H1N1 flu virus really a danger?

Avery Thompson
East Oregonian
January 10, 2010

This year has been a good year for the flu virus. An extremely rare form of influenza took hold of the Earth; we called this strain the swine flu. Its more politically correct name is the H1N1 virus, although I can’t imagine using that name in a casual conversation over the term we all know it by. The world panicked about it, of course, but was it really worth all the concern? Is the swine flu really so destructive that we need to treat it as if it were the second coming of the bubonic plague? There’s not really an effective short answer to that.

When the swine flu first emerged in Veracruz, Mexico, I didn’t pay any attention. I’m all the way in Oregon, why should I worry about a virus that’s so many miles away? Well, that virus spread quite rapidly. It soon spread up Mexico and into the United States, and quickly spread itself to most of the Earth. It began infecting thousands of people all over the world, and was hastily elevated to pandemic status. The public severely overreacted to the news. People began to be reclusive and were terrified at the thought of going outside. They wore ridiculous masks to protect themselves from this “plague.” Was it really necessary? Not really.

While the H1N1 virus is not something to merely laugh off and forget all about, it’s not really any deadlier than the standard influenza. The seasonal flu kills about 250-500 thousand people every year, and this year only around 12,000 people have died due to the H1N1 virus. Is that really so intimidating? I suppose most of the panic came from the same thing that panic about anything comes from; no one really knew anything about it. Now, however, we’ve settled back in our nests and educated ourselves, so there isn’t any more panic.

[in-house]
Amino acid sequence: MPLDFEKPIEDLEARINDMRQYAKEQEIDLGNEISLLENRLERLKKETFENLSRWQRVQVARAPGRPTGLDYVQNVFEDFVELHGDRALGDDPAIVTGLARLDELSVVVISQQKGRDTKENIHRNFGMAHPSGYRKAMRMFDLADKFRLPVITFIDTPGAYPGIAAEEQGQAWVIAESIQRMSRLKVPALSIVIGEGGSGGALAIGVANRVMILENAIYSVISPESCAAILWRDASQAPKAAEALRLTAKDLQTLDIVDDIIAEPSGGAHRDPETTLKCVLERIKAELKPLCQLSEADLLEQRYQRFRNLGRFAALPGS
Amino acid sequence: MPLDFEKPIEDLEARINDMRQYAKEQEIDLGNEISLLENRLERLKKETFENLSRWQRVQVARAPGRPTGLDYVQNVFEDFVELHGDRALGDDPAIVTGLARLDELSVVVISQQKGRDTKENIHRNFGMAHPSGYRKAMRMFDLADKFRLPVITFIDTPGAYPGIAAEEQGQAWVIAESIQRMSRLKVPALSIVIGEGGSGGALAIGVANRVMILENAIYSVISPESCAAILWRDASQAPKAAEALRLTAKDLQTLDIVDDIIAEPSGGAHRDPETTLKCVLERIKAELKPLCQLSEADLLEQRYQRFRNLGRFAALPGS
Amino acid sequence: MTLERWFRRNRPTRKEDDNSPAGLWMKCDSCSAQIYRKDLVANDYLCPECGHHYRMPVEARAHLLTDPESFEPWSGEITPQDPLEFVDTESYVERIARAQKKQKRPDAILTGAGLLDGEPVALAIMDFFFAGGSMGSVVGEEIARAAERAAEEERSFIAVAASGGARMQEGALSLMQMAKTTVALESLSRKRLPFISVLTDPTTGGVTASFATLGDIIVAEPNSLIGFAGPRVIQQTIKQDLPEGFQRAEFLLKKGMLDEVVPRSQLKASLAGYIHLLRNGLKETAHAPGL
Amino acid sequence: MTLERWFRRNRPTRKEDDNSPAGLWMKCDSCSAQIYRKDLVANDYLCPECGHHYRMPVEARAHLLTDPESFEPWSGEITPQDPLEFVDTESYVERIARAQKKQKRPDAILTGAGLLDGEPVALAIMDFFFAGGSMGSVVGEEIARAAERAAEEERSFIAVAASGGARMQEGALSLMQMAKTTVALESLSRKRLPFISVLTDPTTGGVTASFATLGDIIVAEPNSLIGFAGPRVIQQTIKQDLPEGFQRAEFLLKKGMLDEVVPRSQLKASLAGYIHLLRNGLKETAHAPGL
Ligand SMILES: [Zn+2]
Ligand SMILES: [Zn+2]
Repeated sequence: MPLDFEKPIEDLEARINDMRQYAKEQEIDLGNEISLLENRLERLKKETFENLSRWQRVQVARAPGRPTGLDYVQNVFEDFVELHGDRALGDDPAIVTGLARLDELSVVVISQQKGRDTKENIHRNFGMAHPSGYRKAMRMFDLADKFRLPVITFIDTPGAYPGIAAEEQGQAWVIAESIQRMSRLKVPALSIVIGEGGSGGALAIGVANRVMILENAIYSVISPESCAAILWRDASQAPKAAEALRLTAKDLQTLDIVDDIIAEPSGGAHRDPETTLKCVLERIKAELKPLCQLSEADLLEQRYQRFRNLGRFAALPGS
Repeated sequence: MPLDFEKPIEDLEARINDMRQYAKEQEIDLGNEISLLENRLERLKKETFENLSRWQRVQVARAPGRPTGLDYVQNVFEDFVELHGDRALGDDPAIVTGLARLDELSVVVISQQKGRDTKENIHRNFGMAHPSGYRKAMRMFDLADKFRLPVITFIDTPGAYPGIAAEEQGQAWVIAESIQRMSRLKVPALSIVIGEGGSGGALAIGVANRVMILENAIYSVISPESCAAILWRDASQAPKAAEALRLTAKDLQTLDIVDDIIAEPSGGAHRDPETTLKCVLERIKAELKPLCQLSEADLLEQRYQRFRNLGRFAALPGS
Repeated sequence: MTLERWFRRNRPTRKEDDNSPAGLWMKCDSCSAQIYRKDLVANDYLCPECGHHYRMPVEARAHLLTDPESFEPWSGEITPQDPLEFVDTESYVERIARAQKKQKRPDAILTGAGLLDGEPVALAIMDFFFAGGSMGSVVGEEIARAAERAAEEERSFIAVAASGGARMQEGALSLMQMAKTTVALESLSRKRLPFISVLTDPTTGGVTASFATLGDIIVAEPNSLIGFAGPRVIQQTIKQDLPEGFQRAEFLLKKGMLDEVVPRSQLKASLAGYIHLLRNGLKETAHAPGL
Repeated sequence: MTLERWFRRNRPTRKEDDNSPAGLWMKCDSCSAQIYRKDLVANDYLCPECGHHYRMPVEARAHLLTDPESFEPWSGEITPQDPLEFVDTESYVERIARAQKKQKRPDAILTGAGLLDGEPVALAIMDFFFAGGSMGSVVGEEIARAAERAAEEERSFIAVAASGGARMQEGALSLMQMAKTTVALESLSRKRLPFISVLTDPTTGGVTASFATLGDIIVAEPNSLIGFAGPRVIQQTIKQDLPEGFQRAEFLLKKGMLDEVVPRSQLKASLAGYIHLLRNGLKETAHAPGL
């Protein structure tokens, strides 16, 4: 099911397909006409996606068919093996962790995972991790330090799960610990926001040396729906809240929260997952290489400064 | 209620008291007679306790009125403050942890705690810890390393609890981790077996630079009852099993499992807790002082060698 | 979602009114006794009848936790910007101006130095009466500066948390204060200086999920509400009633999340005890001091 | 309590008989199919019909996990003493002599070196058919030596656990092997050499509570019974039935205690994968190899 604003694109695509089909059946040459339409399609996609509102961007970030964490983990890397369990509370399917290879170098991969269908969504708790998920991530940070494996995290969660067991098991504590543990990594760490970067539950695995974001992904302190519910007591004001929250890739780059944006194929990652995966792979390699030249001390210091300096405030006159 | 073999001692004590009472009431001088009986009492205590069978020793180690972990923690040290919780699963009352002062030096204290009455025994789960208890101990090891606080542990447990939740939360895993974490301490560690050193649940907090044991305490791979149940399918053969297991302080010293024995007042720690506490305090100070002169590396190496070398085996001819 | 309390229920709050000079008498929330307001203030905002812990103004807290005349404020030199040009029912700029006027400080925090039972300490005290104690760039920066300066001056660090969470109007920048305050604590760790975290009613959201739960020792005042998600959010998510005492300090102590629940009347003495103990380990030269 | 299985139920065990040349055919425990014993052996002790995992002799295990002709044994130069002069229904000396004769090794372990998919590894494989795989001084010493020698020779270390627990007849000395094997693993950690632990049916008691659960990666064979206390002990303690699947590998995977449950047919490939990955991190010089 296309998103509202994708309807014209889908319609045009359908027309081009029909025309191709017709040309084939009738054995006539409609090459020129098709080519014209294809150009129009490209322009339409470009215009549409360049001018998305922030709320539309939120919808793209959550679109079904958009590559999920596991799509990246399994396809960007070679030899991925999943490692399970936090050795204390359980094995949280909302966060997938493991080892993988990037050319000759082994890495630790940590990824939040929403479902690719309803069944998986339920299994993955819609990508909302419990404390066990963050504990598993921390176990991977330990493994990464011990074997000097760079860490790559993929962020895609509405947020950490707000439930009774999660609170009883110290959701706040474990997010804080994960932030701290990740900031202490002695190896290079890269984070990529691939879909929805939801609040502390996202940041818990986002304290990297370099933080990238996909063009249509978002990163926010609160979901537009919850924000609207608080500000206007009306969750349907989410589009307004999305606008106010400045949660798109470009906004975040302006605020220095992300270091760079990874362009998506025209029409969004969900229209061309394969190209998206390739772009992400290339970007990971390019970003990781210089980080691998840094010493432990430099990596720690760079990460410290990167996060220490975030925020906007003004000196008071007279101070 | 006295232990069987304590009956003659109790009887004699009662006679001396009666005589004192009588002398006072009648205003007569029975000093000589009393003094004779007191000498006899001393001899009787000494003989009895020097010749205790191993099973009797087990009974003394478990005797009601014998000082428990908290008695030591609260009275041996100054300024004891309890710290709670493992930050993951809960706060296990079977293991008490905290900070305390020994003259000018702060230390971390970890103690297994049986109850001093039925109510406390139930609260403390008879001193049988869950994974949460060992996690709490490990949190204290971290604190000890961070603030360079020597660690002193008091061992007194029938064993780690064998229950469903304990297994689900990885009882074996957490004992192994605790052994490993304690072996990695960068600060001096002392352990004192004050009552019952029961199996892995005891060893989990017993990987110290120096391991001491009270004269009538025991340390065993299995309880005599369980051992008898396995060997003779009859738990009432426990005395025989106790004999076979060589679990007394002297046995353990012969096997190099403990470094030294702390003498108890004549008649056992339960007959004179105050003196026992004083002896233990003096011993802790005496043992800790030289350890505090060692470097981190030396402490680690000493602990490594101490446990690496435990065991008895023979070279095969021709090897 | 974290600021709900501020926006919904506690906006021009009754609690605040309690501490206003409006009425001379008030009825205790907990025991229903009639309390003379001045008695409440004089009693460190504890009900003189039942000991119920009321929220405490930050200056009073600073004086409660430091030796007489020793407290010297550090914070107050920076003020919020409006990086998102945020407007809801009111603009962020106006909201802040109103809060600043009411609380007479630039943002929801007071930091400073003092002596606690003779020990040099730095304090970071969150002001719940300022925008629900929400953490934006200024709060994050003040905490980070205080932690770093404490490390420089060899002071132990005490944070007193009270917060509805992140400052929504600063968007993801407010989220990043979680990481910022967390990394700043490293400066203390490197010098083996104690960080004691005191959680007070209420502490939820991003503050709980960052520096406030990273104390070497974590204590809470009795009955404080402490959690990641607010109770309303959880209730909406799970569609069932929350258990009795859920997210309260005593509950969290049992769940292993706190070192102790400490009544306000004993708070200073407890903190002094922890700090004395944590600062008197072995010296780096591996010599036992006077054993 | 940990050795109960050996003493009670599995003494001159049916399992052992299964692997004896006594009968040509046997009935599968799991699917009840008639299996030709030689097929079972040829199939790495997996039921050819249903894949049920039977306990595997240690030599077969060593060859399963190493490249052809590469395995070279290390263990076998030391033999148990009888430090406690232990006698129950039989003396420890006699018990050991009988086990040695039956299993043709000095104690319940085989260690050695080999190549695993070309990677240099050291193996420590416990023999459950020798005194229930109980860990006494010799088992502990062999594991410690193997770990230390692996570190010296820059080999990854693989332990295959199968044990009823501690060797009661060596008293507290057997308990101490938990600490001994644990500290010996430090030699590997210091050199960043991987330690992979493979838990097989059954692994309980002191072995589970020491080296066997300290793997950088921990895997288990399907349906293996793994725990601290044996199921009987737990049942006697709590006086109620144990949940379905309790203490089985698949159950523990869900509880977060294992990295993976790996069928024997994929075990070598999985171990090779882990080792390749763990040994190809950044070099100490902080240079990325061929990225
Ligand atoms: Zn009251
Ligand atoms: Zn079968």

It goes without saying that after a year of research and studying, we know more about this disease. Men of great science have discovered that this particular strain is actually the result of the swine, bird, and human strains of influenza merging into a super influenza. The bird flu, the strongest and deadliest of them all, produces proteins that disable your lungs’ ability to drain any fluids, which can cause pneumonia. The swine flu (un-combined) is actually extremely mild and may not even be noticeable, at least not in humans. I don’t need to go into detail about the human flu, but since we know all this, all we can do at this point is get immunized and wait for it to go away.

People are always looking for something to talk about, be it this year’s new disease, the latest celebrity gossip, or something else inane. This year we had the wonderful H1N1 virus to rave about, although its actual threat level is questionable. I suppose all the raving was good, because the amount of concern was an excellent catalyst to accelerate research about this virus. People are people and they’ll always be looking for something to talk about.

Avery Thompson is a sophomore at Irrigon Junior/Senior High School. He’s an amateur web designer and he enjoys cooking and studying history.

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